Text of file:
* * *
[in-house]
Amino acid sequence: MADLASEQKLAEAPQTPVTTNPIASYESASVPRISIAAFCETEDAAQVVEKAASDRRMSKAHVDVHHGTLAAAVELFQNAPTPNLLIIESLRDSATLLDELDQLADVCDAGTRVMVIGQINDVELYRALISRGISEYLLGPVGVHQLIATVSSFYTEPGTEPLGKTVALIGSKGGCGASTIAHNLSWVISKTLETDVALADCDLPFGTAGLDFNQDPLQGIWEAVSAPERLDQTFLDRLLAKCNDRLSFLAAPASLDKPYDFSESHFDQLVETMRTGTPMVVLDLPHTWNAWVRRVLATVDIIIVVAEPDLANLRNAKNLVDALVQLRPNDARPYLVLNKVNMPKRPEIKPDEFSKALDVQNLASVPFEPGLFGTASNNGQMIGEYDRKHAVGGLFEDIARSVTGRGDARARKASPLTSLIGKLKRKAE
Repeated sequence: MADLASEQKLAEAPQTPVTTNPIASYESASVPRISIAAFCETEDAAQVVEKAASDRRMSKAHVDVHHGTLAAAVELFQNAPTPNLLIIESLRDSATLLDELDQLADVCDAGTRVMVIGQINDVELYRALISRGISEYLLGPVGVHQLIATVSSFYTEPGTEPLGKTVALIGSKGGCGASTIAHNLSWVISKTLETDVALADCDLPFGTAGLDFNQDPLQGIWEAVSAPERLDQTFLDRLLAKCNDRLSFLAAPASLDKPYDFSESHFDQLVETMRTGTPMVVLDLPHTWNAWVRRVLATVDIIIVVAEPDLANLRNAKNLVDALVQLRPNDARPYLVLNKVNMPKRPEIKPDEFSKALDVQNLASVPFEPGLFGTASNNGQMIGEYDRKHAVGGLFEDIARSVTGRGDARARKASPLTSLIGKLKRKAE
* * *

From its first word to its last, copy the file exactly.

[in-house]
Amino acid sequence: MADLASEQKLAEAPQTPVTTNPIASYESASVPRISIAAFCETEDAAQVVEKAASDRRMSKAHVDVHHGTLAAAVELFQNAPTPNLLIIESLRDSATLLDELDQLADVCDAGTRVMVIGQINDVELYRALISRGISEYLLGPVGVHQLIATVSSFYTEPGTEPLGKTVALIGSKGGCGASTIAHNLSWVISKTLETDVALADCDLPFGTAGLDFNQDPLQGIWEAVSAPERLDQTFLDRLLAKCNDRLSFLAAPASLDKPYDFSESHFDQLVETMRTGTPMVVLDLPHTWNAWVRRVLATVDIIIVVAEPDLANLRNAKNLVDALVQLRPNDARPYLVLNKVNMPKRPEIKPDEFSKALDVQNLASVPFEPGLFGTASNNGQMIGEYDRKHAVGGLFEDIARSVTGRGDARARKASPLTSLIGKLKRKAE
Repeated sequence: MADLASEQKLAEAPQTPVTTNPIASYESASVPRISIAAFCETEDAAQVVEKAASDRRMSKAHVDVHHGTLAAAVELFQNAPTPNLLIIESLRDSATLLDELDQLADVCDAGTRVMVIGQINDVELYRALISRGISEYLLGPVGVHQLIATVSSFYTEPGTEPLGKTVALIGSKGGCGASTIAHNLSWVISKTLETDVALADCDLPFGTAGLDFNQDPLQGIWEAVSAPERLDQTFLDRLLAKCNDRLSFLAAPASLDKPYDFSESHFDQLVETMRTGTPMVVLDLPHTWNAWVRRVLATVDIIIVVAEPDLANLRNAKNLVDALVQLRPNDARPYLVLNKVNMPKRPEIKPDEFSKALDVQNLASVPFEPGLFGTASNNGQMIGEYDRKHAVGGLFEDIARSVTGRGDARARKASPLTSLIGKLKRKAE